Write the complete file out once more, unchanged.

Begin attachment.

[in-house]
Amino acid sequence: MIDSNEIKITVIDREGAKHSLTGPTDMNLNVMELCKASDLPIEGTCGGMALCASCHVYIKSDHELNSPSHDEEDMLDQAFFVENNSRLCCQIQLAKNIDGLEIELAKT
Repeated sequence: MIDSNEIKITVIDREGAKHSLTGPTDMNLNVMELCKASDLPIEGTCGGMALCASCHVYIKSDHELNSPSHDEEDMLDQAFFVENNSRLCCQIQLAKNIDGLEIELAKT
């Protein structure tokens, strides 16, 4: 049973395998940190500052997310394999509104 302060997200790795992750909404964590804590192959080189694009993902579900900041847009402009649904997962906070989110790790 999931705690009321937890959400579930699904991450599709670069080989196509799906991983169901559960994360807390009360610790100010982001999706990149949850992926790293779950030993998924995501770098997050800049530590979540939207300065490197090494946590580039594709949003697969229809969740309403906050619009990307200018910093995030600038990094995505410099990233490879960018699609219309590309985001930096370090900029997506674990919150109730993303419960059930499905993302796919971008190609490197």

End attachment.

[in-house]
Amino acid sequence: MIDSNEIKITVIDREGAKHSLTGPTDMNLNVMELCKASDLPIEGTCGGMALCASCHVYIKSDHELNSPSHDEEDMLDQAFFVENNSRLCCQIQLAKNIDGLEIELAKT
Repeated sequence: MIDSNEIKITVIDREGAKHSLTGPTDMNLNVMELCKASDLPIEGTCGGMALCASCHVYIKSDHELNSPSHDEEDMLDQAFFVENNSRLCCQIQLAKNIDGLEIELAKT
């Protein structure tokens, strides 16, 4: 049973395998940190500052997310394999509104 302060997200790795992750909404964590804590192959080189694009993902579900900041847009402009649904997962906070989110790790 999931705690009321937890959400579930699904991450599709670069080989196509799906991983169901559960994360807390009360610790100010982001999706990149949850992926790293779950030993998924995501770098997050800049530590979540939207300065490197090494946590580039594709949003697969229809969740309403906050619009990307200018910093995030600038990094995505410099990233490879960018699609219309590309985001930096370090900029997506674990919150109730993303419960059930499905993302796919971008190609490197």